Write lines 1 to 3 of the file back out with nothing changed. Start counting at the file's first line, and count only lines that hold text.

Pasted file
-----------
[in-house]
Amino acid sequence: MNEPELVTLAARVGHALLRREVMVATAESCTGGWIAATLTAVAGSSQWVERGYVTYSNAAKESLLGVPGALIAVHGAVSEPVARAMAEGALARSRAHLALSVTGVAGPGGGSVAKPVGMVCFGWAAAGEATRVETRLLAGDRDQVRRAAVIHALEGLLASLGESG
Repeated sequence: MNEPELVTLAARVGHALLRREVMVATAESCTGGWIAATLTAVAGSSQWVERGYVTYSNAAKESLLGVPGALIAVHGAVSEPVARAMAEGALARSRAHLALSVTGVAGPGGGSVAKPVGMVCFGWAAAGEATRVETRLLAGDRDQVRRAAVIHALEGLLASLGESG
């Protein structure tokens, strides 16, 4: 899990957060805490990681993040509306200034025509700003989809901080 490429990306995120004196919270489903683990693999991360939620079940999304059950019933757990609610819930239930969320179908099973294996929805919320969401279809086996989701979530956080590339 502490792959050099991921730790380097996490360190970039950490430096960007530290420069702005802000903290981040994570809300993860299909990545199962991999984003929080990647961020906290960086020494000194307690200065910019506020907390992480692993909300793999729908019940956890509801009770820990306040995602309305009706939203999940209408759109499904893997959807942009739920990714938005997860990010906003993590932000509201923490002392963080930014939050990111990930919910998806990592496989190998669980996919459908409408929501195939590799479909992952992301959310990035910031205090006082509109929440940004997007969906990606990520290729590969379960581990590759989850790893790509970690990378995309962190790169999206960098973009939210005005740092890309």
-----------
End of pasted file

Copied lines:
[in-house]
Amino acid sequence: MNEPELVTLAARVGHALLRREVMVATAESCTGGWIAATLTAVAGSSQWVERGYVTYSNAAKESLLGVPGALIAVHGAVSEPVARAMAEGALARSRAHLALSVTGVAGPGGGSVAKPVGMVCFGWAAAGEATRVETRLLAGDRDQVRRAAVIHALEGLLASLGESG
Repeated sequence: MNEPELVTLAARVGHALLRREVMVATAESCTGGWIAATLTAVAGSSQWVERGYVTYSNAAKESLLGVPGALIAVHGAVSEPVARAMAEGALARSRAHLALSVTGVAGPGGGSVAKPVGMVCFGWAAAGEATRVETRLLAGDRDQVRRAAVIHALEGLLASLGESG